And the same time, there arose no small stir about that Way.
For a certain man named Demetrius, a silversmith who made silver shrines for Diana, brought no small gain unto the craftsmen.
These he called together with the workmen of like occupation, and said, "Sirs, ye know that by this craft we have our wealth.
Moreover, ye see and hear that, not alone at Ephesus but almost throughout all Asia, this Paul hath persuaded and turned away many people, saying that they are not gods which are made with hands,
so that not only this our craft is in danger of being set at nought, but also the temple of the great goddess Diana should be despised and her magnificence should be destroyed, whom all Asia and the world worshipeth."
And when they heard these things, they were full of wrath and cried out, saying, "Great is Diana of the Ephesians!"
And the whole city was filled with confusion and, having seized Gaius and Aristarchus, men of Macedonia who were Paul's companions in his travel, they rushed with one accord into the theater.
And when Paul would have entered in unto the people, the disciples suffered him not.
And certain of the Asian chiefs, who were his friends, sent unto him, urging that he would not venture into the theater.
Some therefore cried one thing and some another, for the assembly was in confusion, and the greater part knew not why they had come together.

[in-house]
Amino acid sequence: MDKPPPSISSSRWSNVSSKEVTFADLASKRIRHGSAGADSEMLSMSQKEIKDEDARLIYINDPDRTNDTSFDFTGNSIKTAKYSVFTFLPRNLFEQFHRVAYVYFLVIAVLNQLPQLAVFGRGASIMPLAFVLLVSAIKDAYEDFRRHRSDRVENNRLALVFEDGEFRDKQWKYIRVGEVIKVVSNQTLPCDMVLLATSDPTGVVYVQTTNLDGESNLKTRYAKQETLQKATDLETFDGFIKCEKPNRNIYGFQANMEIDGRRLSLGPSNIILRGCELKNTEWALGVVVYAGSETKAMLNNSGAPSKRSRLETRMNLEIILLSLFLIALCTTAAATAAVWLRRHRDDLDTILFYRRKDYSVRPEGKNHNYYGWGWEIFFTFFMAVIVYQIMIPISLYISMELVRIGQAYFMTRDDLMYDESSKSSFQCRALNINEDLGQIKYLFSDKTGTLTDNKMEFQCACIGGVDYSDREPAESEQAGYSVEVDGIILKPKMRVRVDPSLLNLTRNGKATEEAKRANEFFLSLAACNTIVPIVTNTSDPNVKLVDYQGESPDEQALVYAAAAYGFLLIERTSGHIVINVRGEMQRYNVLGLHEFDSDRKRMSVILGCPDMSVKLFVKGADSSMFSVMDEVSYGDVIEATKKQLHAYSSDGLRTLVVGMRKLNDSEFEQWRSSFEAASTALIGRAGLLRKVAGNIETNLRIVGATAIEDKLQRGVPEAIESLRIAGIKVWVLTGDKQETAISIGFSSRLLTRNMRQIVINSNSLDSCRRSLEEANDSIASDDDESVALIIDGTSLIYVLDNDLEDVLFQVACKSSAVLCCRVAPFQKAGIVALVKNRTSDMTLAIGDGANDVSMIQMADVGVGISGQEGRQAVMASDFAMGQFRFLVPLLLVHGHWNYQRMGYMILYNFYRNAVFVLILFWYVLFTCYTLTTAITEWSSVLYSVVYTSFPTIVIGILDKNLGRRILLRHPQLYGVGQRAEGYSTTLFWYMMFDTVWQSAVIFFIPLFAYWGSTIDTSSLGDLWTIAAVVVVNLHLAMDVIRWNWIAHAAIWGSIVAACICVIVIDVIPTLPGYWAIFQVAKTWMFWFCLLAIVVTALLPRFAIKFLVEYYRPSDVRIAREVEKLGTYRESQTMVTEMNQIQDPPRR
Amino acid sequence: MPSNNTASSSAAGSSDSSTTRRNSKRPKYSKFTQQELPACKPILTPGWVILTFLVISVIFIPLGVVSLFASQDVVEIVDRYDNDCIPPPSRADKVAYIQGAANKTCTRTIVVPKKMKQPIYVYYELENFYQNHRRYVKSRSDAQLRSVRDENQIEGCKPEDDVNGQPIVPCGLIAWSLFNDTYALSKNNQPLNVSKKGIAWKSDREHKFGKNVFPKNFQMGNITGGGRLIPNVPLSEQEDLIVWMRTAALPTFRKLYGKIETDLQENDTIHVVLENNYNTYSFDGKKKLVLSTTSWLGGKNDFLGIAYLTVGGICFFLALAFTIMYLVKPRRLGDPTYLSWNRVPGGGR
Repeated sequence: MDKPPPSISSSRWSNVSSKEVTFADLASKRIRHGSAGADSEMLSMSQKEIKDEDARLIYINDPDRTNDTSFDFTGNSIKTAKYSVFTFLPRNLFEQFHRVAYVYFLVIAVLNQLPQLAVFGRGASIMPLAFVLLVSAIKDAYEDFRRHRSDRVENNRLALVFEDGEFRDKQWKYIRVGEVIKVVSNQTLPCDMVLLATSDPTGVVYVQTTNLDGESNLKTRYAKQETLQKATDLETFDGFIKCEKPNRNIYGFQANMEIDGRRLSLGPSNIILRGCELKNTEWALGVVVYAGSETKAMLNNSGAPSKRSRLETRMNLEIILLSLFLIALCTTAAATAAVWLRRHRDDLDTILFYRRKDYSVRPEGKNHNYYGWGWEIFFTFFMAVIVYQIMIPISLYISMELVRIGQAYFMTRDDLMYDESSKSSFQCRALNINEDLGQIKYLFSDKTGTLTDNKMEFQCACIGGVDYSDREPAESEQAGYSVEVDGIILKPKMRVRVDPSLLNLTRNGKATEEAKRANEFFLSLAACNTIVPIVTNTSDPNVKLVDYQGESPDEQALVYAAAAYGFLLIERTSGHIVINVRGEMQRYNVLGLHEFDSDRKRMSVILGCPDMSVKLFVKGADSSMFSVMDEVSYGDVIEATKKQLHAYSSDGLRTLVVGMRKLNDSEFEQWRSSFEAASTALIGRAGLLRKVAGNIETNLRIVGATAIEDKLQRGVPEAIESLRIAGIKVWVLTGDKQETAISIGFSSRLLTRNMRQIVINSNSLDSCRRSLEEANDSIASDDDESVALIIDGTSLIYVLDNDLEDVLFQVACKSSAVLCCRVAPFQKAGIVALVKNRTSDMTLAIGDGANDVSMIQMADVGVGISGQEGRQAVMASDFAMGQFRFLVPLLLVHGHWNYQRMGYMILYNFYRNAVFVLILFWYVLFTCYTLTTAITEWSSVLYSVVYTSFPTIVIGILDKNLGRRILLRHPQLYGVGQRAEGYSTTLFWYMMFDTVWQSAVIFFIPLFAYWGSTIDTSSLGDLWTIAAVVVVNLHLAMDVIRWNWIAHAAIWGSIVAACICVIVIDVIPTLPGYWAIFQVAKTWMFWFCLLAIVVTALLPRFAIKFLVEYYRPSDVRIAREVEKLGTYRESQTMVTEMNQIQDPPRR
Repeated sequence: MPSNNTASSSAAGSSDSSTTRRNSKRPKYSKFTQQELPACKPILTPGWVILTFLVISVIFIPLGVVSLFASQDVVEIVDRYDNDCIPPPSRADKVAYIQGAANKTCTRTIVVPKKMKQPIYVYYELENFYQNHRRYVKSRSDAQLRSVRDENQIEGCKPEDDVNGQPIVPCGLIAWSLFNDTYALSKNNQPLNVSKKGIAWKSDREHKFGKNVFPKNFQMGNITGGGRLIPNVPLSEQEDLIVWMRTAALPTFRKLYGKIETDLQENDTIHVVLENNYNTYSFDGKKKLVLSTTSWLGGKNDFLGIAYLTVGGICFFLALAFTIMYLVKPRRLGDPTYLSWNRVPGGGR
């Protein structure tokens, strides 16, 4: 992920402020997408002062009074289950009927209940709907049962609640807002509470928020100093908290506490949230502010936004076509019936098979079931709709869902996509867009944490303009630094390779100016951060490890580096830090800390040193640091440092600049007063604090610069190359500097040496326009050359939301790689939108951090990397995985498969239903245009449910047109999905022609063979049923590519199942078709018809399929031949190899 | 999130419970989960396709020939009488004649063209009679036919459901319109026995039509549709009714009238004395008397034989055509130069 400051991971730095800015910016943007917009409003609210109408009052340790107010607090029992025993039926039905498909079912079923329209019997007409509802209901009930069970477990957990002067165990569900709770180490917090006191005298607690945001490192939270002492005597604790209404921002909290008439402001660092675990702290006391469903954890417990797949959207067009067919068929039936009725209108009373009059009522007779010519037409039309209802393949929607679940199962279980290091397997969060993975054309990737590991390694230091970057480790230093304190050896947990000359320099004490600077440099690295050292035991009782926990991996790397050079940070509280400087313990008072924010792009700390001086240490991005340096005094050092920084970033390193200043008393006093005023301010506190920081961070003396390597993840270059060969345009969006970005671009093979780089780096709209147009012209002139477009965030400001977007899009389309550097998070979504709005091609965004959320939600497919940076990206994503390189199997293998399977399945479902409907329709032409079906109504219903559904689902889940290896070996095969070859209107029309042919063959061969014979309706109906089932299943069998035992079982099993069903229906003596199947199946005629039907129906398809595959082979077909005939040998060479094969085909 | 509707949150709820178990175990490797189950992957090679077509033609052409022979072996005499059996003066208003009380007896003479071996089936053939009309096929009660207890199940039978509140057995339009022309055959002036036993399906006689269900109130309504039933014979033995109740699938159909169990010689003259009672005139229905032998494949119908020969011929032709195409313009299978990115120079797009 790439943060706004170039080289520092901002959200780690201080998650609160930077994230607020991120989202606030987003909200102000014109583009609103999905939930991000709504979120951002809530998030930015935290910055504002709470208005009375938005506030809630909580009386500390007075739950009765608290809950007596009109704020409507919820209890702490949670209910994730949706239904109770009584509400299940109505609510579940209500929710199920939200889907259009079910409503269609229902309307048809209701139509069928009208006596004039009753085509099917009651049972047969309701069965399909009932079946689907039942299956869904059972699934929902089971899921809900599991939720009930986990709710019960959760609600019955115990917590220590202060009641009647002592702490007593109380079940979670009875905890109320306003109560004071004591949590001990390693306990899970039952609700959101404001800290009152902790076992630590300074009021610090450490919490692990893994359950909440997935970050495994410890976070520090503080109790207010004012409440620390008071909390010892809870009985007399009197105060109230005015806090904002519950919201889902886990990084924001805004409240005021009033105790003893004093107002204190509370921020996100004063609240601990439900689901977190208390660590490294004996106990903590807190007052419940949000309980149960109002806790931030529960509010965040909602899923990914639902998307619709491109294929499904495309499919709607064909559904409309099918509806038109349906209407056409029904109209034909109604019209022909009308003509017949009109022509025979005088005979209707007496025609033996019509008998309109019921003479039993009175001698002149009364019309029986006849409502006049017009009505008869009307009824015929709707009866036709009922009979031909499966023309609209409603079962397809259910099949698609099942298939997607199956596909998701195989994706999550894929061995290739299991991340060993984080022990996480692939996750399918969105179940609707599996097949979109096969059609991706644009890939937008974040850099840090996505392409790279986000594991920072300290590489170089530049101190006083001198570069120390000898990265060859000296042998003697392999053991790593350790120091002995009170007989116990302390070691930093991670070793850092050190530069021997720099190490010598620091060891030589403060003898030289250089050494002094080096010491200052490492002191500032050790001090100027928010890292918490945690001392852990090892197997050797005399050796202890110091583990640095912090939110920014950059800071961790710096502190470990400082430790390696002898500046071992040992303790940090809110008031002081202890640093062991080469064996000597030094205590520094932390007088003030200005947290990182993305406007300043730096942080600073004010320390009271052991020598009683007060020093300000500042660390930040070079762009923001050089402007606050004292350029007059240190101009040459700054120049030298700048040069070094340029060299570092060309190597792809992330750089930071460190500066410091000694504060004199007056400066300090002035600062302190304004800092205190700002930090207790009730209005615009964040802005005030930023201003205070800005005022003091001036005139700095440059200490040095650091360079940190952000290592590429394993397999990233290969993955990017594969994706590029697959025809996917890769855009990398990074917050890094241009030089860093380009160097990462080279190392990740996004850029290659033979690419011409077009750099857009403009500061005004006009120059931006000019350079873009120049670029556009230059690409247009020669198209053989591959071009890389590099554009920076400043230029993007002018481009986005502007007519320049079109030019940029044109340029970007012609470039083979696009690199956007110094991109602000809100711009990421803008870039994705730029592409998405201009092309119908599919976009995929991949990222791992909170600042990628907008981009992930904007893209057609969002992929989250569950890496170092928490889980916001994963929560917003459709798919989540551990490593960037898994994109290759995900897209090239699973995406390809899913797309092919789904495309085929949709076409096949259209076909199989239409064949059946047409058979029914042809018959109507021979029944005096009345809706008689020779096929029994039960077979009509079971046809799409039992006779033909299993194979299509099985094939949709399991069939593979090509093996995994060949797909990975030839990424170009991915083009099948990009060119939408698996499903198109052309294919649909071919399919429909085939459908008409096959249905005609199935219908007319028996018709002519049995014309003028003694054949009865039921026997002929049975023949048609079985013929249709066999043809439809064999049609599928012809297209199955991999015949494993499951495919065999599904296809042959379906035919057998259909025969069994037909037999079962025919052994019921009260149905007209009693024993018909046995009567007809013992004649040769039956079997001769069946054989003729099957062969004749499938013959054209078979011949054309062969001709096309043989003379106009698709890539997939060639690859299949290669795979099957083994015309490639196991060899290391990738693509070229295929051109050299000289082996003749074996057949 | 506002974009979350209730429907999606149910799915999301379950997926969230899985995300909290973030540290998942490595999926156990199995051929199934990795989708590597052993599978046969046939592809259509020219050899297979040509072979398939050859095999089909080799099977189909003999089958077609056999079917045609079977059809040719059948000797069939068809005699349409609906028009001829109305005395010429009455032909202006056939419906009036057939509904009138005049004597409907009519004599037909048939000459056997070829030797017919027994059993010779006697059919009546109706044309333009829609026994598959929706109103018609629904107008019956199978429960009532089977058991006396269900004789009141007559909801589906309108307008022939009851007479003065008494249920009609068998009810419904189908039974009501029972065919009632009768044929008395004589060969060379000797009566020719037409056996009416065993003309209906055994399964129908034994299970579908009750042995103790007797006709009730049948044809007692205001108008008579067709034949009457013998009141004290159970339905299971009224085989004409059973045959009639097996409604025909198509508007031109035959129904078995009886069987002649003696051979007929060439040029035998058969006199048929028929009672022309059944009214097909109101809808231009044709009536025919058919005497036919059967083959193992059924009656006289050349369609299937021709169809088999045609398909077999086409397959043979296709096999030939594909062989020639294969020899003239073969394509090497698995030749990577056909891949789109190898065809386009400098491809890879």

And they drew Alexander out from the multitude, the Jews putting him forward. And Alexander beckoned with his hand, and would have made his defense unto the people;
but when they perceived that he was a Jew, all with one voice for about the space of two hours cried out, "Great is Diana of the Ephesians!"
And when the town clerk had appeased the people, he said, "Ye men of Ephesus, what man is there who knoweth not that the city of the Ephesians is a worshiper of the great goddess Diana, and of the image which fell down from Jupiter?
Seeing then that these things cannot be spoken against, ye ought to be quiet and do nothing rashly;
for ye have brought hither these men who are neither robbers of churches, nor yet blasphemers of your goddess.
Therefore if Demetrius and the craftsmen who are with him have a matter against any man, the law is open and there are deputies. Let them implead one another.
But if ye inquire of anything concerning other matters, it shall be determined in a lawful assembly.
For we are in danger of being called in question for this day's uproar, there being no cause whereby we can give an account of this concourse."
And when he had thus spoken, he dismissed the assembly.